The whole idea of teamwork is that, by working together, a group is more than the sum of its parts. If six people working individually could produce more than six people working together then why form the team at all?

But talk to anyone who has spent much time working in real-life teams and you'll soon learn than this promised synergy frequently fails to materialize. People bicker, they slack, they jockey for position, and it turns out two heads are really not better than one.

How do you avoid these common problems that can sap the productivity of teams? The trio of authors behind the book Committed Teams: Three Steps to Inspiring Passion and Performance recently tackled this question in an article for Quartz, outlining the most common ways teams fail to live up to their promise, and offering a prescription for each problem. Here is a short summary of each problem they outline. Check out the complete piece for more details.

1. Overly abstract goals

If you've got the rhetorical gifts of Steve Jobs, you might be able to motivate your people by selling them a lofty vision of world-altering change. But for most teams, abstract goals alone are simply not that energizing. "If employees don't understand how working toward the company's vision will benefit them personally, it can be hard for them to commit," write the authors. The solution isn't to jettison big goals, but to make sure your team understands how they align with their personal aims.

2. Unclear roles

Having the most talented team in the world won't be worth much if someone doesn't coach everyone on their roles. "Research has shown that you need clear structure and well-defined interdependent roles in order to best leverage the strengths of those on your team," claim the authors, so make sure you spend some time at the beginning of your collaboration spelling out who is doing what.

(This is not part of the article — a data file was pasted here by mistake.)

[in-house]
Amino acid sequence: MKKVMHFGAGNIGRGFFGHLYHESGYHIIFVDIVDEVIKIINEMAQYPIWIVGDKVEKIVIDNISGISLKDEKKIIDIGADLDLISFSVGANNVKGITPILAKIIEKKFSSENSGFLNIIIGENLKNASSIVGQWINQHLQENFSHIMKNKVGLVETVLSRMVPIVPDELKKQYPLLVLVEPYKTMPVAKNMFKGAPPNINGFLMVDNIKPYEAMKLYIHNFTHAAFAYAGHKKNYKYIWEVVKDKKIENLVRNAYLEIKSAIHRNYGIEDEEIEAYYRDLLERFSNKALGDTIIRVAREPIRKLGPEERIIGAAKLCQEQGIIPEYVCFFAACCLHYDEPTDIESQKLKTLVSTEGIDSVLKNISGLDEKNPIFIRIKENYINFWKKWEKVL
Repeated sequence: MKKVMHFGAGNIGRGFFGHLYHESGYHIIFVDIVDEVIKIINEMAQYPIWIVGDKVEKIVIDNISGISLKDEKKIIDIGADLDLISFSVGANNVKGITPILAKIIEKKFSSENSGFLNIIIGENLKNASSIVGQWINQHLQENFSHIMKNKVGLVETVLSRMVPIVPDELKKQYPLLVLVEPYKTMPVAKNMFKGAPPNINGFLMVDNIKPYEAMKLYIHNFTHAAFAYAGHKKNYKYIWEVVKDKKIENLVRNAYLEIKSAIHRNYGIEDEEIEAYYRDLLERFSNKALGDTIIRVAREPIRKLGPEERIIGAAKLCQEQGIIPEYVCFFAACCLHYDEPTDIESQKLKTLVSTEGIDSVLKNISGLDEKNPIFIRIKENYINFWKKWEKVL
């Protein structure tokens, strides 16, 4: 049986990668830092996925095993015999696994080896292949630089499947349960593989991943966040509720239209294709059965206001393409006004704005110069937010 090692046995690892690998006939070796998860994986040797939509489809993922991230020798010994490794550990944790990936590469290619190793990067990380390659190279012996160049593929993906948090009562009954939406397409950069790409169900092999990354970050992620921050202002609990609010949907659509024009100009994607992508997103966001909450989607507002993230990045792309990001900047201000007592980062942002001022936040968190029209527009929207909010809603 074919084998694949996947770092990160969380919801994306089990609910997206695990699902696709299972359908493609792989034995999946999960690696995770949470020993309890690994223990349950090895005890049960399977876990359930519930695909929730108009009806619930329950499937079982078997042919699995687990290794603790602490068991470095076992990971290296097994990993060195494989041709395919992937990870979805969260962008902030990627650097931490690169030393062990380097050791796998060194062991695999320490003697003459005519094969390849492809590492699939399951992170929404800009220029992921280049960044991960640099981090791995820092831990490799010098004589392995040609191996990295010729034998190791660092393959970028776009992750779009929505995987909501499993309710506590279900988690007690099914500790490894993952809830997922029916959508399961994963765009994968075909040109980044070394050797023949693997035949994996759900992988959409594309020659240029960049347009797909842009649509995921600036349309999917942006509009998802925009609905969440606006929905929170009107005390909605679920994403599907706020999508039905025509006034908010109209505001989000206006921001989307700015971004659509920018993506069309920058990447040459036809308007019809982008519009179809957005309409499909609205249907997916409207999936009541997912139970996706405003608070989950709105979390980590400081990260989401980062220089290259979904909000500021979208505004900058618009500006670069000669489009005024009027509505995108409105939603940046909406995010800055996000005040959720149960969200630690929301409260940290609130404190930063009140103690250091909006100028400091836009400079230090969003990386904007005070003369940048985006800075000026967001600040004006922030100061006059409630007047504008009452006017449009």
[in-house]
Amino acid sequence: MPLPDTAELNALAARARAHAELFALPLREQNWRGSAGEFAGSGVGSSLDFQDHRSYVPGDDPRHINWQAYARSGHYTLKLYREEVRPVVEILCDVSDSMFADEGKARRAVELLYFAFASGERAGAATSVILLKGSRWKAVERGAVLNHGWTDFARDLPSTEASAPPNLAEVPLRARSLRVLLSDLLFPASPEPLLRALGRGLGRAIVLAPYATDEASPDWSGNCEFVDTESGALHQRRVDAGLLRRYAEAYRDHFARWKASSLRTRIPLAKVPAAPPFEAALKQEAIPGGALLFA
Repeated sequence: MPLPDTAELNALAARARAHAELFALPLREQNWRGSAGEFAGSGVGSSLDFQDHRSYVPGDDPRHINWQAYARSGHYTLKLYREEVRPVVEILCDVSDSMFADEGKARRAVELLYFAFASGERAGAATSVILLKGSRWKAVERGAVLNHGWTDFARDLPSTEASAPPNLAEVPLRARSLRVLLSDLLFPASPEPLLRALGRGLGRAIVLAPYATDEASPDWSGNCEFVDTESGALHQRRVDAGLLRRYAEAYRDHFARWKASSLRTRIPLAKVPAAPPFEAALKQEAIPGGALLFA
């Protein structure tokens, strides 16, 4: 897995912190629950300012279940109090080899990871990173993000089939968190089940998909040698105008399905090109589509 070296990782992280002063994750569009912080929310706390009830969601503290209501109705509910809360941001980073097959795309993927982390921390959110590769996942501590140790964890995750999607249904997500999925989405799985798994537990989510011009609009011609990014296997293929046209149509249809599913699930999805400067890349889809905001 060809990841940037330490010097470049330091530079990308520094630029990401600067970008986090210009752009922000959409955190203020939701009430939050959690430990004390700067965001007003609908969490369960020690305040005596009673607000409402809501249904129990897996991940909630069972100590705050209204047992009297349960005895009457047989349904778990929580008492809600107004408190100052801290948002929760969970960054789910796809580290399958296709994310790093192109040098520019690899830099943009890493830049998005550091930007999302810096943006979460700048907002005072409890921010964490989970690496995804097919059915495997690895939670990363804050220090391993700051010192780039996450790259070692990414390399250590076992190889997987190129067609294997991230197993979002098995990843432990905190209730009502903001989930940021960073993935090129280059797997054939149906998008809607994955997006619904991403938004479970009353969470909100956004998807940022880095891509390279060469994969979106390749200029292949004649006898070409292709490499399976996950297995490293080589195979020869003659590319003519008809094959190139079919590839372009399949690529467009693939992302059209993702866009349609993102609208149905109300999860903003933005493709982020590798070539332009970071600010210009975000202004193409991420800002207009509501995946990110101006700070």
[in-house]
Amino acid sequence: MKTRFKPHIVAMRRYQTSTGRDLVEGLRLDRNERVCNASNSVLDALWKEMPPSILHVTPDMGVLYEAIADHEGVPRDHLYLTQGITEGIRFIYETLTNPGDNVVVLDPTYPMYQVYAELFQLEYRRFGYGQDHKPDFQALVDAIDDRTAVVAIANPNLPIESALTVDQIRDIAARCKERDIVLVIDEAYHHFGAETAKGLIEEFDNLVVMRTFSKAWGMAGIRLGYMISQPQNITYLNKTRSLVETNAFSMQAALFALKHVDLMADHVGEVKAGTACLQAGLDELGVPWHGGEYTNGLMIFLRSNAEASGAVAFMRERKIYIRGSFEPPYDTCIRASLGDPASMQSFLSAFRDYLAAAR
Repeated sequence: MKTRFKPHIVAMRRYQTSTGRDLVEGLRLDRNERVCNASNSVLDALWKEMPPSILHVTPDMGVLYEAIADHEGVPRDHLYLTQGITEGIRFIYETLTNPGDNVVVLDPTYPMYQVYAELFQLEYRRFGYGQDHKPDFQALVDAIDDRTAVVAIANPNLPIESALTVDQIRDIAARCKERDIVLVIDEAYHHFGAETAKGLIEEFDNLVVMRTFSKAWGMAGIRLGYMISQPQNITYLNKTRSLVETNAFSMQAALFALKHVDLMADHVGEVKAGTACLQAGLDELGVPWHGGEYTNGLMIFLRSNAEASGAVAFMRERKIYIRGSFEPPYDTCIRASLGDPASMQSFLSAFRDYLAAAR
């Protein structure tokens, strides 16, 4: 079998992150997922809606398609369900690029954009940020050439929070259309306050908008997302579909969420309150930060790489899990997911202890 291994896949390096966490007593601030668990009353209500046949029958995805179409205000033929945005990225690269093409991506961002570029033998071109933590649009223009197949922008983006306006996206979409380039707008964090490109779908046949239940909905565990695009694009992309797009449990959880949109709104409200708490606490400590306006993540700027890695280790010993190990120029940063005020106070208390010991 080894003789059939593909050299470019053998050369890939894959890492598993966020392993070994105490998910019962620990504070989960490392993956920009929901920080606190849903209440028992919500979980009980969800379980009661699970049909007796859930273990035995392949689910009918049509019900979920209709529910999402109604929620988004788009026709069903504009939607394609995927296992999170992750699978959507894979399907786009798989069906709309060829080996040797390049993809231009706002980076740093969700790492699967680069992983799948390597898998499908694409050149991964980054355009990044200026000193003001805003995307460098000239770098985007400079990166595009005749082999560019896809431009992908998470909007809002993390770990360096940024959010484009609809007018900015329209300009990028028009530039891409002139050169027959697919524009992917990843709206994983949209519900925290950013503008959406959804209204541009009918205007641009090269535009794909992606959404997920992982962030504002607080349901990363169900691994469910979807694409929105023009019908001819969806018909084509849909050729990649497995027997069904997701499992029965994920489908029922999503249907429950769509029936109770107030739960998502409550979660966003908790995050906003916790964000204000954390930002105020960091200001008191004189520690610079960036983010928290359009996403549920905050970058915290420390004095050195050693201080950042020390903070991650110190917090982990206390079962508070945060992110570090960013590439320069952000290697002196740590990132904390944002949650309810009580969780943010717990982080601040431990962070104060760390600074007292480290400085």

3. Too many rules

You might need some structure to get the most out of your talent, but you don't want to overburden them with rigid rules. Forget trying to cover every contingency, and instead "make and implement only a few big rules that will have a big impact on your business." According to the authors, "these typically relate to how you will share information, make decisions and resolve conflicts."

4. No time for reflection

Is your team meeting its goals? Great, but you still should make space to reflect on what you could do better anyway. "Too often, companies limit time for formal reflection to annual retreats and quarterly reviews. In reality, reflection needs to be taking place with much more frequency," write the authors, who say even a weekly stand-up meeting for this purpose will do.

5. No buy-in

If you're the boss of your team, so you can simply dictate its aims. But if you want to get the best out of your people, you won't do that. Instead, you'll "work hard to get the rest of your team to buy into a new idea so that you have their collective support," suggests the article.

What are the most common mistakes that sink teams in your experience?